James was playing so well, it was even fathomable, though fantastical, he could author the first-ever comeback from a 3-0 series deficit, another featured gem in a storied career, beginning with this vintage LeBron performance.
The Nuggets were up 107-102 when the NBA’s all-time leading scorer put his head down, sped off a Davis screen and blew past Jokić for a layup. It gave him 40 for the night, to go with his nine assists and eight rebounds at the time. The Lakers needed a stop and were close to getting one as Jokić didn’t get the ball until about five seconds left on the shot clock. A defensive stand here, and the vibe dictated LeBron would go right back the other way for another driving layup. Probably with a foul for a three-point play to tie the game. He was having that kind of night.
But Jokić reminded his team, the Lakers, the 18,997 fans in the arena, the millions more viewing, that this night would not end without a word from him. The answer for LeBron’s motivated push was Jokić’s inexplicable greatness. The Lakers, or any foe, might figure out star guard Jamal Murray, could slow the Nuggets’ quality role players and may even outmaneuver Nuggets coach Michael Malone. But they still have to deal with the ridiculousness of Jokić.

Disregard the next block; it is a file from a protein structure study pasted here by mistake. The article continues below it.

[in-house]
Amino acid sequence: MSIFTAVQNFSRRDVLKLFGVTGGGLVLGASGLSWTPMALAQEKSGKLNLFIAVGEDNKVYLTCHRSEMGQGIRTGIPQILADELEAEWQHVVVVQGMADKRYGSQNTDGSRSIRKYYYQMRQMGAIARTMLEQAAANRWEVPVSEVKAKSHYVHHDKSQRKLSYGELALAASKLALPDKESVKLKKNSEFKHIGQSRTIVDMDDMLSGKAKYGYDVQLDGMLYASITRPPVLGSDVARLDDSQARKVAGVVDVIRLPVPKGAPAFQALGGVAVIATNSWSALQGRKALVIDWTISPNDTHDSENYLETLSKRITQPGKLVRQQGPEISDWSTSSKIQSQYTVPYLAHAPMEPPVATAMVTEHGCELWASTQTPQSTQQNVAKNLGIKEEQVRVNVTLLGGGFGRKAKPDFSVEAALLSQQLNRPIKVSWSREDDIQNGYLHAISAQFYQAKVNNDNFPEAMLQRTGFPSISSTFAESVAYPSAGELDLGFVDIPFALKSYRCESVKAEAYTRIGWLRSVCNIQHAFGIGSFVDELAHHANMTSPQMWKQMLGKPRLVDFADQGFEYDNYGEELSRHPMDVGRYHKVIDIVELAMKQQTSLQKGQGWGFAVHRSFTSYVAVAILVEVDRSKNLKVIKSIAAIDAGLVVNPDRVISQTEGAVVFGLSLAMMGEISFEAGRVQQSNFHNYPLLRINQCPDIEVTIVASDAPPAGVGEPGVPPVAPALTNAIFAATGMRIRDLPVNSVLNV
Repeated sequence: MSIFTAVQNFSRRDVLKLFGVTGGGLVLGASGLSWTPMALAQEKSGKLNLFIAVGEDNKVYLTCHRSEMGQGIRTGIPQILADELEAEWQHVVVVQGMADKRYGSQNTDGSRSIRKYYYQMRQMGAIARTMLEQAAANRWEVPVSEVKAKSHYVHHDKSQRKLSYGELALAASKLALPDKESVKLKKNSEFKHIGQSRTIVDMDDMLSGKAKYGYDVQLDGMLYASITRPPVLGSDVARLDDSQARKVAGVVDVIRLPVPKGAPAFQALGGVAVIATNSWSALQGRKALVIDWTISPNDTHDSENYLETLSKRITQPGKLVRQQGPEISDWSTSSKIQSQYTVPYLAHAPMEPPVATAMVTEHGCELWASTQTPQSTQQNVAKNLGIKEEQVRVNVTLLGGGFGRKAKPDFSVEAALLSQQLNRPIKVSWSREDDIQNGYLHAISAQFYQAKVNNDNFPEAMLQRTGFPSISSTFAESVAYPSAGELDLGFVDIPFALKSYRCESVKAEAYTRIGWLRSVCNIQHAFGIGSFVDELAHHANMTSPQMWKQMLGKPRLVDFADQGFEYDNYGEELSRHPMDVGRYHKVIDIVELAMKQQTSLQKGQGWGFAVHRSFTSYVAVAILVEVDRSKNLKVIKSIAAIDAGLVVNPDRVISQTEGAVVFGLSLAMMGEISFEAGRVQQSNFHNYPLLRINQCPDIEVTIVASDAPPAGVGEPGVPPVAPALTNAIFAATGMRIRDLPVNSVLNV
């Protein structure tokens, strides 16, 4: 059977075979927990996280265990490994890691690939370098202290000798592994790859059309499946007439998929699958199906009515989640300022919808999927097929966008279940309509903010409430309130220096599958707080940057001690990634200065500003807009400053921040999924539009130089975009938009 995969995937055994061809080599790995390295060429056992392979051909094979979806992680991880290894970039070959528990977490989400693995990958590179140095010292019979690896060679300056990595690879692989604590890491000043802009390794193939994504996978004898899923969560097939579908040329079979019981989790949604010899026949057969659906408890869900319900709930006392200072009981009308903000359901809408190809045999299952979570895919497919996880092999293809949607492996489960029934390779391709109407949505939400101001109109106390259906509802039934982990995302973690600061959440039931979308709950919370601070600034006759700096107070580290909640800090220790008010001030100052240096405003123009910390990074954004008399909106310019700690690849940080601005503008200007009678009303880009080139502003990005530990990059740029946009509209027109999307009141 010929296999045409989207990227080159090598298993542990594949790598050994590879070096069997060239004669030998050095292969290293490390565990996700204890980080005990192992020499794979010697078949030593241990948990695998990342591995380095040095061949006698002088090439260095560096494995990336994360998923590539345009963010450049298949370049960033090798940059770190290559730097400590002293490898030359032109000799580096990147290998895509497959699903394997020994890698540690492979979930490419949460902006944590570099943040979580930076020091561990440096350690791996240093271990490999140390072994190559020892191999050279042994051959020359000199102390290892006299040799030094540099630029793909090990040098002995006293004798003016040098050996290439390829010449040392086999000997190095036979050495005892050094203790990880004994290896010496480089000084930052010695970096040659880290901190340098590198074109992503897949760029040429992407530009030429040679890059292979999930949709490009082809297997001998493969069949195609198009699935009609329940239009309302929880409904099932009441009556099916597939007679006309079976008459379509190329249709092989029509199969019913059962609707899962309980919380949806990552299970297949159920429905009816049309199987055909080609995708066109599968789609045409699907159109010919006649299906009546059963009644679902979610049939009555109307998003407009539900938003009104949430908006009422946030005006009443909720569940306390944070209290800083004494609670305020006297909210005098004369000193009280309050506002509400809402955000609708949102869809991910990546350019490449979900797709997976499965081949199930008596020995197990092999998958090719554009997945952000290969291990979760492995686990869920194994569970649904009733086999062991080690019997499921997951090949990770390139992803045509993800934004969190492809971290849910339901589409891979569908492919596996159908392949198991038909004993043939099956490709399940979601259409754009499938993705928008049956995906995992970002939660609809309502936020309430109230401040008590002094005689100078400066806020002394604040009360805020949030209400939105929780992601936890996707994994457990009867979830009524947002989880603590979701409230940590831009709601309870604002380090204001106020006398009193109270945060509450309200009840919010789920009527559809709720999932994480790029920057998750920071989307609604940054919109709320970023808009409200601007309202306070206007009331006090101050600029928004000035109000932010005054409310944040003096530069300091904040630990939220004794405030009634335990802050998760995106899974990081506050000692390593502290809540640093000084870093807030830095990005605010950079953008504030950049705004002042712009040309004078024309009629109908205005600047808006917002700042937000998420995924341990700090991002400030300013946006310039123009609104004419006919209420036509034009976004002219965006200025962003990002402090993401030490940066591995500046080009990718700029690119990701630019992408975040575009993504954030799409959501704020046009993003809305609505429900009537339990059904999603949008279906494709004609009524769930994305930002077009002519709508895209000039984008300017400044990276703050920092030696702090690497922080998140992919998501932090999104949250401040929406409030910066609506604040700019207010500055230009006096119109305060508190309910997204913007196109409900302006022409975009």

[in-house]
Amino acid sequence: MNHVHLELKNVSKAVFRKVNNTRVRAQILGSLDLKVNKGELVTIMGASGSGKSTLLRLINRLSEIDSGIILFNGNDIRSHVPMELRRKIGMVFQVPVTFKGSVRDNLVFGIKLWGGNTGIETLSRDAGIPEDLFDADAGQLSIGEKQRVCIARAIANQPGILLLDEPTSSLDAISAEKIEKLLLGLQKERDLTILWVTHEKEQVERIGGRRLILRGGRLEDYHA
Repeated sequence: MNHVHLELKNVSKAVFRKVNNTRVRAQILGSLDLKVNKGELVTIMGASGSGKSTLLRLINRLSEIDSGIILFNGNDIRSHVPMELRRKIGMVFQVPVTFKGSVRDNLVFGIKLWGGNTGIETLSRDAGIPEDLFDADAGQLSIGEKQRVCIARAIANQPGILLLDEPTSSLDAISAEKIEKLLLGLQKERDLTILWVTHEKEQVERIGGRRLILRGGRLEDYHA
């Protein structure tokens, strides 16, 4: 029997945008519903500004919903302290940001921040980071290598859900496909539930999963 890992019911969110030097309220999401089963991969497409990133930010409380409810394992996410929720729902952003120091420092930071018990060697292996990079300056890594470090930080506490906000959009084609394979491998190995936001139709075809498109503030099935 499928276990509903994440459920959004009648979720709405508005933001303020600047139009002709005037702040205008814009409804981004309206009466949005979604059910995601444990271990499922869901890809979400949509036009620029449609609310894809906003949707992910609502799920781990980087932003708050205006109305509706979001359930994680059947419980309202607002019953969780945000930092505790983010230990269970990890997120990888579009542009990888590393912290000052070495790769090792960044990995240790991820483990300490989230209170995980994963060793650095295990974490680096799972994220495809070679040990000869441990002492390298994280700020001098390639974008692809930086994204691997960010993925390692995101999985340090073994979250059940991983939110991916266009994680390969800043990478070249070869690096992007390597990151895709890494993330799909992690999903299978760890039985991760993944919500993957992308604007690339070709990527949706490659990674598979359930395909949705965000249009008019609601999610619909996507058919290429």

He’s a riddle. A fluid, shifting, evolving, intelligent and massive conundrum who can morph into what he needs to be. He is something out of a video game, a created player by a conflicted soul. He’s the Nuggets’ inside presence and floor general. A traditional center and a stretch big. He reads the game like a savant, sees all the angles like an elite point guard. Still, he gets buckets and inhales rebounds like a traditional dominant center. He’s huge, plodding and physical, while simultaneously dexterous. He’s got the everyman physique that seems perennially on the verge of exhaustion, yet his competitive fervor seems unextinguishable.